Spoons: Close Reading the “Spoon Theory” of Mental and Physical Health

July 10, 2016 | Bridget Moynihan

What does a spoon have to do with mental or physical well-being? How can a metaphor or other form of figurative language help someone communicate an experience that might otherwise be very difficult to explain? How do the existing resonances that surround our everyday objects, like spoons, inform and empower our chosen metaphors?

I chose to focus on these questions in my presentation for the 2015 “SAY ANYTHING” Blethers event, because the holistic health of students and faculty in academia, as in so many other high-pressure environments, can often be overlooked. I believe that saying something, saying anything, about physical and mental heath challenges is a small but necessary step in the effort to create more compassion and space for well-being in these environments.

Full credit for the “Spoon Theory” goes to Christine Miserandino and her original publication can be read at www.butyoudontlooksick.com. For both her story and her willingness to share it, I thank Christine from the bottom of my heart.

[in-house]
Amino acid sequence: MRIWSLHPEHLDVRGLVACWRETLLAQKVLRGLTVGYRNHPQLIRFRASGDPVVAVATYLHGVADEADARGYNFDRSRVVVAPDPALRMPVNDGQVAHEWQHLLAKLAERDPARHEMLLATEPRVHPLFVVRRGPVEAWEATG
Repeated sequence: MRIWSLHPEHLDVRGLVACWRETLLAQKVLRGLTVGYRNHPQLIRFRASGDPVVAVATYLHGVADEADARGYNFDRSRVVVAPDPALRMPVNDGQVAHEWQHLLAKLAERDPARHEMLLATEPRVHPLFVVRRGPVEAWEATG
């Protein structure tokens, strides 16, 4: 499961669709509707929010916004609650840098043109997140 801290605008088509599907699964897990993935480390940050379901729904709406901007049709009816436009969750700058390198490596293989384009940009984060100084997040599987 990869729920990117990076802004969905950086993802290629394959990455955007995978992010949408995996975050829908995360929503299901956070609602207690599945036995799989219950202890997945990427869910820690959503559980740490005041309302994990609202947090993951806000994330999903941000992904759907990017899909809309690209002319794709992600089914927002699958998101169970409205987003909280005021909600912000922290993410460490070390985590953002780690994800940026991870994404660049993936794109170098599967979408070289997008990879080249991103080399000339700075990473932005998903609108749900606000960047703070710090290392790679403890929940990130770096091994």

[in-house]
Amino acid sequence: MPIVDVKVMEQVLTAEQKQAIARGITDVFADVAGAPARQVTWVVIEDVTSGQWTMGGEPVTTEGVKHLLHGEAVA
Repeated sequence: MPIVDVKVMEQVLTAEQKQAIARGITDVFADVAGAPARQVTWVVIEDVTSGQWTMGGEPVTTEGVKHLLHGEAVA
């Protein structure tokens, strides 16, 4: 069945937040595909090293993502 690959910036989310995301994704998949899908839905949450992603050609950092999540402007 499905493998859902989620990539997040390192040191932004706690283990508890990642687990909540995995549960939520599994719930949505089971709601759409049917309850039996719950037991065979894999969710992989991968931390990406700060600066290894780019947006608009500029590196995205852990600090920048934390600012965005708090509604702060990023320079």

About Bridget

I am currently a PhD researcher in English at the University of Edinburgh studying the archives and scrapbooks of Scottish poet Edwin Morgan. I have a passion for printed texts that push the boundaries of what it means to “be” a book, and am fascinated by the emerging role of digital media in our cultural imaginations. Running this site is my first foray into academic blogging, but it certainly won’t be my last!

 

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